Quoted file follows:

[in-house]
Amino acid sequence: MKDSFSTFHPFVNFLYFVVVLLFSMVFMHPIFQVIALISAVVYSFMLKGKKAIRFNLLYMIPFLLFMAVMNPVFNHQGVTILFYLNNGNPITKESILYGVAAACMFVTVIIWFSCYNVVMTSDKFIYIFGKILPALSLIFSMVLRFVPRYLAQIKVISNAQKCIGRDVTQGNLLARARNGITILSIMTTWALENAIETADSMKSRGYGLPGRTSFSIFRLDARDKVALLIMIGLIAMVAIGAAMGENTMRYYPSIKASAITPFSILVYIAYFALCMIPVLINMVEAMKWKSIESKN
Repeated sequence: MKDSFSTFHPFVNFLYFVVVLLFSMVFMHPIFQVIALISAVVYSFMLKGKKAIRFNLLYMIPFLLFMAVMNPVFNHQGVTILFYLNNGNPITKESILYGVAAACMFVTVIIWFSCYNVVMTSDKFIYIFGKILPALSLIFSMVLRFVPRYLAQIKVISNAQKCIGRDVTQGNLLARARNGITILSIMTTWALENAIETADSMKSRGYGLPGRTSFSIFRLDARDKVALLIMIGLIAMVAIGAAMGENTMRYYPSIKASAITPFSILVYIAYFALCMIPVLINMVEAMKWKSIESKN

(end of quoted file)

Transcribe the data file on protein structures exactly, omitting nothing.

[in-house]
Amino acid sequence: MKDSFSTFHPFVNFLYFVVVLLFSMVFMHPIFQVIALISAVVYSFMLKGKKAIRFNLLYMIPFLLFMAVMNPVFNHQGVTILFYLNNGNPITKESILYGVAAACMFVTVIIWFSCYNVVMTSDKFIYIFGKILPALSLIFSMVLRFVPRYLAQIKVISNAQKCIGRDVTQGNLLARARNGITILSIMTTWALENAIETADSMKSRGYGLPGRTSFSIFRLDARDKVALLIMIGLIAMVAIGAAMGENTMRYYPSIKASAITPFSILVYIAYFALCMIPVLINMVEAMKWKSIESKN
Repeated sequence: MKDSFSTFHPFVNFLYFVVVLLFSMVFMHPIFQVIALISAVVYSFMLKGKKAIRFNLLYMIPFLLFMAVMNPVFNHQGVTILFYLNNGNPITKESILYGVAAACMFVTVIIWFSCYNVVMTSDKFIYIFGKILPALSLIFSMVLRFVPRYLAQIKVISNAQKCIGRDVTQGNLLARARNGITILSIMTTWALENAIETADSMKSRGYGLPGRTSFSIFRLDARDKVALLIMIGLIAMVAIGAAMGENTMRYYPSIKASAITPFSILVYIAYFALCMIPVLINMVEAMKWKSIESKN